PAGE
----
The appeal of Amanda Knox, the American exchange student convicted of a gruesome murder of her roommate in Italy, is near its end. Court observers say the trial will end Monday, with a verdict expected the same day. Those who feel the case against Knox has been tainted from the very start are full of optimism. CBS News correspondent Peter Van Sant told the Early Show on Saturday that the case was "looking very positive" for Knox:
"Among the Italian journalists covering this, there is a feeling that she will be found not guilty, which is quite an accomplishment when you realize there was this tsunami of tabloid coverage for years, calling her a she-level, promiscuous, drug-using, manipulator, (saying) she held the knife that killed Meredith Kercher, and on and on.
"That entire case is false. That entire case has crumbled around the prosecutor's ankles. So, it's looking good for Amanda."
Doubts about the prosecution go back years. Back in 2009, The New York Times' Timothy Egan wrote that the case against Knox "has so many holes in it, and is so tied to the career of a powerful Italian prosecutor who is under indictment for professional misconduct, that any fair-minded jury would have thrown it out months ago." That was during Knox' original trial for murder. She was convicted anyway.
Knox received a 26-year prison sentence, and her boyfriend and co-defendant, Raffaele Sollecito, received 25 years. His family is also hopeful that he will be cleared on Monday. They are also sick of the focus on the pretty American girl to the detriment of the other ostensibly wrongly convicted defendant. The coverage of the appeal has been "Amanda-centric," a lawyer for Sollecito told Reuters.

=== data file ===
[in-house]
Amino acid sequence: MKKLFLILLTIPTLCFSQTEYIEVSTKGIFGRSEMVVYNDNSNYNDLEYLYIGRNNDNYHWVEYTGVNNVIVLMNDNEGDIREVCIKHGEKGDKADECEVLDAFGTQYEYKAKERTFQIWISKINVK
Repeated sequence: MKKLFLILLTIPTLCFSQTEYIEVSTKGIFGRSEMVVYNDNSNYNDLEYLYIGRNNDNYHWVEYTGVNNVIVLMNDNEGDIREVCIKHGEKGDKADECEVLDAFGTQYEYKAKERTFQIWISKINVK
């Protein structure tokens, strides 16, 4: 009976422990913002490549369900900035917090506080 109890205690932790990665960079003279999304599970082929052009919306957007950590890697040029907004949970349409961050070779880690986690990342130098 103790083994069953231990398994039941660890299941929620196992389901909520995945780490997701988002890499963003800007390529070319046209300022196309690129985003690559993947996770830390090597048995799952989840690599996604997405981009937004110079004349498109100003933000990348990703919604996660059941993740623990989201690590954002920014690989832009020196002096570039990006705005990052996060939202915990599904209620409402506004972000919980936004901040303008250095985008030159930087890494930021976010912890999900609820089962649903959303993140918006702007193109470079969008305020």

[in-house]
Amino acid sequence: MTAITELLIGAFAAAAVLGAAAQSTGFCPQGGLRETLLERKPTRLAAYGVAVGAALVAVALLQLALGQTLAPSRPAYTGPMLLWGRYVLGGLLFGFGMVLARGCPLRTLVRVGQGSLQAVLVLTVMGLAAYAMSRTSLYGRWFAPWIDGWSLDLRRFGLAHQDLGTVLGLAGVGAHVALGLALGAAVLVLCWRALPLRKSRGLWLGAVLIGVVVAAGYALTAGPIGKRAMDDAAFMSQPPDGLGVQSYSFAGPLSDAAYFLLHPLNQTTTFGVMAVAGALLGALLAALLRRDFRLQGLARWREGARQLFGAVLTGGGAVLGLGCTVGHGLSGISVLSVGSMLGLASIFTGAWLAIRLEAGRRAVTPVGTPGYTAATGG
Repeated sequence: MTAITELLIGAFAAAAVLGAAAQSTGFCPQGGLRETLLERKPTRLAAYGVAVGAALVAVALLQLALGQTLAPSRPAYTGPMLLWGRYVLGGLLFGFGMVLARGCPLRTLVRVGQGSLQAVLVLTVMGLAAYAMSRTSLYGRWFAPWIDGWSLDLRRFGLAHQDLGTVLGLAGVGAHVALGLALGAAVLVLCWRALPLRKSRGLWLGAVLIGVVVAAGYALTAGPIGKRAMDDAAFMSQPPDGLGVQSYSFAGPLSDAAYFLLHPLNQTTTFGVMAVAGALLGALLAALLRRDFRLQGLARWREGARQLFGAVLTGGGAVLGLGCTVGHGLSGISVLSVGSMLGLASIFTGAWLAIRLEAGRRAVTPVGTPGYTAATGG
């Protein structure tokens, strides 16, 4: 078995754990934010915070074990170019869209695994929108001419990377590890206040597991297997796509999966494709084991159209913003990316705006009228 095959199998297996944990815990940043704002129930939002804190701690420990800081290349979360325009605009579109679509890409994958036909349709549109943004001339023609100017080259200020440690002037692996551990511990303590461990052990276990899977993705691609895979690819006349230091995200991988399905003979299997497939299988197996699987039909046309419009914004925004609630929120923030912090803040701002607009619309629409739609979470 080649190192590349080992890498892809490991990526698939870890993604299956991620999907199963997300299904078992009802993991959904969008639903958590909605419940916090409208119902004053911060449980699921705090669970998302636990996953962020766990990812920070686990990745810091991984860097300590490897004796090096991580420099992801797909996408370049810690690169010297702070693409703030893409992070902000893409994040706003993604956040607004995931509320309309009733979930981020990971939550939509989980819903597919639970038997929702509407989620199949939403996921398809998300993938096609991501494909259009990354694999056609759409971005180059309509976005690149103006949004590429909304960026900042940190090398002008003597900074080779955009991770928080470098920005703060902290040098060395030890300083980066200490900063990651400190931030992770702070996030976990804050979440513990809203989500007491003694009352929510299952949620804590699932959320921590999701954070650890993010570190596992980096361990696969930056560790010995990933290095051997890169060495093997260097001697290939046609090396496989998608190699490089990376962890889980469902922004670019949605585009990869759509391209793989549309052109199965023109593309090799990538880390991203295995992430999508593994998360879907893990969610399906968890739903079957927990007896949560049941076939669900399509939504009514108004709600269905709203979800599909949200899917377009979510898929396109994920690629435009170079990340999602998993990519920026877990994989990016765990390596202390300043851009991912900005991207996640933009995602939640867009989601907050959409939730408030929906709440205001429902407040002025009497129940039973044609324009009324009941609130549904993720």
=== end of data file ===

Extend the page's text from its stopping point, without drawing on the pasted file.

Another figure has received insufficient attention in the publicity surrounding the case: Meredith Kircher. The 21-year-old British exchange student was the murder victim in the Knox case, the one who was found bruised and stabbed more than 40 times in the apartment she shared with Knox. Her memory has been lost in a "fog" surrounding Knox and the campaign to get her dubious prosecution overturned, Kircher's family told Reuters this weekend. Kercher's family is struggling just to afford to travel to Perugia, where the verdict will be delivered Monday.
"They are a modest, middle-class family without huge amounts of money to spend and so can't afford to stay in Perugia for weeks and weeks in a hotel to follow the trial, which is what the families of the accused have done," their lawyer told Reuters.
Meanwhile, the case is so transfixing public opinion and the Italian media that it is altering the language. New slang:
So polarizing is the topic that reporters covering the case have been dubbed as either "innocentisti" or "colpevolisti" based on whether they believe Knox is innocent or guilty.
This article is from the archive of our partner The Wire.